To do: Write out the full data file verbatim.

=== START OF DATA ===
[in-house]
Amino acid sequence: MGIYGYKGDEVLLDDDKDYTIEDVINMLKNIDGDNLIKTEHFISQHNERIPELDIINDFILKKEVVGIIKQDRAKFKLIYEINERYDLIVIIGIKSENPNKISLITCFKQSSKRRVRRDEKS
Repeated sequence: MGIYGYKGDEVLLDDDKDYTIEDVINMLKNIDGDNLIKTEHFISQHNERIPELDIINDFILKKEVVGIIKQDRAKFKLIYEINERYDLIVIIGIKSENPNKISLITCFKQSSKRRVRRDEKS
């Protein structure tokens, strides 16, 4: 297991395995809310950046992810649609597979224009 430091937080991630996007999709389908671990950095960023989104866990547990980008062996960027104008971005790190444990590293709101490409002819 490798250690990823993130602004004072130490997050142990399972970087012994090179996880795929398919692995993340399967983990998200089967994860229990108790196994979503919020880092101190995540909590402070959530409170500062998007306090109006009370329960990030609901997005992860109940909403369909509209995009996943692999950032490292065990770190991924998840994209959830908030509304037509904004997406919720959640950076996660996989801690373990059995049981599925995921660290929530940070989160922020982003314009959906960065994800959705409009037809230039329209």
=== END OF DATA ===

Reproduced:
[in-house]
Amino acid sequence: MGIYGYKGDEVLLDDDKDYTIEDVINMLKNIDGDNLIKTEHFISQHNERIPELDIINDFILKKEVVGIIKQDRAKFKLIYEINERYDLIVIIGIKSENPNKISLITCFKQSSKRRVRRDEKS
Repeated sequence: MGIYGYKGDEVLLDDDKDYTIEDVINMLKNIDGDNLIKTEHFISQHNERIPELDIINDFILKKEVVGIIKQDRAKFKLIYEINERYDLIVIIGIKSENPNKISLITCFKQSSKRRVRRDEKS
């Protein structure tokens, strides 16, 4: 297991395995809310950046992810649609597979224009 430091937080991630996007999709389908671990950095960023989104866990547990980008062996960027104008971005790190444990590293709101490409002819 490798250690990823993130602004004072130490997050142990399972970087012994090179996880795929398919692995993340399967983990998200089967994860229990108790196994979503919020880092101190995540909590402070959530409170500062998007306090109006009370329960990030609901997005992860109940909403369909509209995009996943692999950032490292065990770190991924998840994209959830908030509304037509904004997406919720959640950076996660996989801690373990059995049981599925995921660290929530940070989160922020982003314009959906960065994800959705409009037809230039329209």